I grew up in this unromantic, austere city, in a time of a curbed kebab. At home we made a lovely yet homespun shammi of minced mutton and lentils cooked and ground together with cloves and nutmeg, browned on a flat griddle over the stove. Sometimes we went to our neighborhood market of Defence Colony for other simple incarnations of the kebab, seekh and little chunks of boti kebab, skewered and grilled. Life moved slowly, anchored to family. It seemed as if nothing would change, and then, in the 1990s, India opened its doors to the free market, and it all came tumbling in: computers and cellphones, restaurants named Diva and Ploof, French brandy snifters, American tourists, obesity and anorexia, London town houses being constructed in the desert dust, restaurant guides unveiled in five-star hotels by Bollywood beauties in see-through saris.

Rising high on the mood of excess—buoyed by the appetite of a middle class gobbling up everything it had been kept from in earlier days, when ancient barriers of class and caste kept food hostage within communities—is the kebab.

Each week ardent journalists anoint new Kings of Kebabs, and like a secular version of a Hindu deity, the kebab is sprouting a thousand heads. There are famous hole-in-the-wall places, each showcasing reviews from the Sunday papers, each with pictures of celebrity patrons, each regarding the others with jealousy, hurt, and unbending pride: “We never speak to them!” said the men at Khan Chacha of Salim Kebab Corner, the shop at the other end of the same lane.

“What did you eat there?” Salim asked me.

“The mutton seekh.”

“Put a seekh on the grill,” he ordered his cook.

“No, I’ll try the fish kebab.”

“No, you’ll eat the mutton.”

He watched me carefully as I ate the kebab, hot and salty, flecked with coriander, ground with garlic and ginger, covered in mint chutney—the most vibrant thing in the muffled night.

“Once people eat here,” he said, “they’ll never go back to Khan Chacha!”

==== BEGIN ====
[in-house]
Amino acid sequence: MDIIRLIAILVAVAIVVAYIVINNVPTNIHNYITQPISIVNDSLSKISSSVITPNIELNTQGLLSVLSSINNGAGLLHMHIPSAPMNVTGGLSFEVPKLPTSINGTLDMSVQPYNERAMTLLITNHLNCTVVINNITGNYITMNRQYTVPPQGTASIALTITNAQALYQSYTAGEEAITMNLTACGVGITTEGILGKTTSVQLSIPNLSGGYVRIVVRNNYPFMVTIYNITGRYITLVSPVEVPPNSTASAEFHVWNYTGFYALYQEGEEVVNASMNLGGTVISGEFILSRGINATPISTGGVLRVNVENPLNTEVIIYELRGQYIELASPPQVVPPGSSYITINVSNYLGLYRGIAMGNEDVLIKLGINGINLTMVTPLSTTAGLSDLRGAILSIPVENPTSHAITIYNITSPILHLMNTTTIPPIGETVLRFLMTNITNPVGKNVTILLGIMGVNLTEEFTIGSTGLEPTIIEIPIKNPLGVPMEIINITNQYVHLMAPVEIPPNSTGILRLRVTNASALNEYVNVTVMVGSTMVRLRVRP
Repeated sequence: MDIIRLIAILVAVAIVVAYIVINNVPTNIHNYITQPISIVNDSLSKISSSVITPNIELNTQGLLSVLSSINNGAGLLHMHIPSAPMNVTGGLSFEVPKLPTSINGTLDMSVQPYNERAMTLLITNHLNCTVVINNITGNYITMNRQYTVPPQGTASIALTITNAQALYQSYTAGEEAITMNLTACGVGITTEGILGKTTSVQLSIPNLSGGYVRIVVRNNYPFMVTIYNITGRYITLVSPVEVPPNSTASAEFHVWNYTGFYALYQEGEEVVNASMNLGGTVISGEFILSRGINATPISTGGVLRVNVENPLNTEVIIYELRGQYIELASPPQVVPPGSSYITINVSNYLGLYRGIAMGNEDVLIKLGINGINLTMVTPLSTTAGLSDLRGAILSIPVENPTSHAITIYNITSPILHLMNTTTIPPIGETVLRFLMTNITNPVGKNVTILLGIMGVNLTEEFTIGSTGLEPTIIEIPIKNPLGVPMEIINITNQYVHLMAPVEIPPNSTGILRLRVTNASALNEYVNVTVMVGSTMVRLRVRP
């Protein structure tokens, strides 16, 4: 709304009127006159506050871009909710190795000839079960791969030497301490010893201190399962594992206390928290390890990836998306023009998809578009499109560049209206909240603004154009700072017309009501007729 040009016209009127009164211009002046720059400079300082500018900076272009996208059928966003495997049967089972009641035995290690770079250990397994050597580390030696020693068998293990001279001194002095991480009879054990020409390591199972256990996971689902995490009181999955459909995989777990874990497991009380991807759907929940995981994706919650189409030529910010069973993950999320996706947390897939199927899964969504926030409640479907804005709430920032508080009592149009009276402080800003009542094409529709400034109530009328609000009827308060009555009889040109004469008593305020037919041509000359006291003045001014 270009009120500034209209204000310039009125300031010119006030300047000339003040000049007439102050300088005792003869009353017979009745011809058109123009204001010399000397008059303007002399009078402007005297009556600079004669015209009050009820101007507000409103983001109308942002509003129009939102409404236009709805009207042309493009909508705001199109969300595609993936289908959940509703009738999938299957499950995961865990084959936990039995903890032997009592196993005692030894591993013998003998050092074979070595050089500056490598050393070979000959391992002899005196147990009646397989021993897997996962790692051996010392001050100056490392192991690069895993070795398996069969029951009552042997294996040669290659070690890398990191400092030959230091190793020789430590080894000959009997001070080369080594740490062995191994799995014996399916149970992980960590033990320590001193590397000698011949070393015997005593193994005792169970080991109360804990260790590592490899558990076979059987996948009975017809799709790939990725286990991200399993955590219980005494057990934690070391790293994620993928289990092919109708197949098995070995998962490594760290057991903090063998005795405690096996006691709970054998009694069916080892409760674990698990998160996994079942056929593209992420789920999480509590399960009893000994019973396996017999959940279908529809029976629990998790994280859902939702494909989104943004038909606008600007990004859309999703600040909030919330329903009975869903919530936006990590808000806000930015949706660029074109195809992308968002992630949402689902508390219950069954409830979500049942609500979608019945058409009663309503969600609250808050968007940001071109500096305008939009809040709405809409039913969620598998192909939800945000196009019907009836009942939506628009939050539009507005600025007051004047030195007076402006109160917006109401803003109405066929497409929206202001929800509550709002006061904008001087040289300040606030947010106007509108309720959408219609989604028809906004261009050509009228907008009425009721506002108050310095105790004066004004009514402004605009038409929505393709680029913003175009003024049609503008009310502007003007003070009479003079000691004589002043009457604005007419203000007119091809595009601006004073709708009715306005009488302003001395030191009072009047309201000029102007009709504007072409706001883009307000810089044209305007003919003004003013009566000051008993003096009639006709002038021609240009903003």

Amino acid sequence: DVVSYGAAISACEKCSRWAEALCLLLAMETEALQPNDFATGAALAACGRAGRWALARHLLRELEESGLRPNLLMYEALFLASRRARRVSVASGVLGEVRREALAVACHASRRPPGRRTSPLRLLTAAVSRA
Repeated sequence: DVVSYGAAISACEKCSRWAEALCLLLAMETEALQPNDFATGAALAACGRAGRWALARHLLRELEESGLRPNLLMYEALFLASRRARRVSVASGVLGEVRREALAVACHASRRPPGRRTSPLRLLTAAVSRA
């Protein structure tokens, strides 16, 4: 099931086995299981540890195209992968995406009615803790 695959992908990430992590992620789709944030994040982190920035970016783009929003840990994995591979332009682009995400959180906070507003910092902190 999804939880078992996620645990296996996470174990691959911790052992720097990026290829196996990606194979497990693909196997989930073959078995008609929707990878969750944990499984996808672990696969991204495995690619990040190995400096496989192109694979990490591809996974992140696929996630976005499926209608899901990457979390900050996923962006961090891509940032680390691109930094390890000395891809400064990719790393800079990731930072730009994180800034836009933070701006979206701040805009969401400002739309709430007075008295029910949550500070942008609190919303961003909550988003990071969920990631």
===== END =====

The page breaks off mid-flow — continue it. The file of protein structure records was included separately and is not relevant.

There are cooks who claim to make 300 kebabs. Modern inventions in the three colors of the national flag for hotel food festivals. Chicken kebabs filled with oranges and mint, and mutton kebabs filled with eggs. Kebabs proffered on silver salvers by white-gloved waiters in private clubs. Kebabs beaten to silk, or half beaten to silk and half with a bit of texture you come across in the middle of the wobble. Vegetarian kebabs made of corn and squash, paneer cheese, melon seeds, and raw mango. There’s the tabak maas of Kashmir, made with tender lamb ribs. Hearty chapli kebabs from the North-West Frontier, flat, laden with chiles and sometimes a scrambled egg mixed in. Shammis that they say were made perfectly in the court of Palanpur. Afghan chicken on the bone and minced-chicken reshmi kebabs. The grand shikampuri, made with roasted nuts and sometimes coconut or a sliver of boiled egg in the center. The dahi kebab from Kishengarh, in Rajasthan, made with yogurt, chickpea flour, and saffron. Mythical-sounding kebabs: The nehari kebab, they say, should be eaten after the rains, seasoned with mustard oil buried for nine months in earthenware; the pathar kebab of ground meat cooked on a hot stone, the minerals of which are supposed to impart flavor; a kebab baked and covered with silver leaf.

Food historians search the archives of courts renowned for their cuisine, resurrecting recipes of the dastarkhwans, formal banquets of the royals. They’re tracing the lineage of kebabs that have been nurtured to complexity with a mingling of the Indian with Turkish, Persian, and Afghan influences.

The pathar and shikampuri come from the southern kebab center of Hyderabad—the Hyderabadi royals were famous for their mad idea of luxury. Experts claim to have revived the dorra kebab from the Salar Jang archives in Hyderabad, and the Radisson Hotel in Noida has actually patented the recipe. Thirty-two rare spices render it soft as marrow, perfume it, bind it. The kebab is steamed over low coals in silk that has been smoked with sandalwood. The silk must not burn, the kebab should be revealed by a single pull of a thread, as a nautch girl might have been revealed in a debauched time.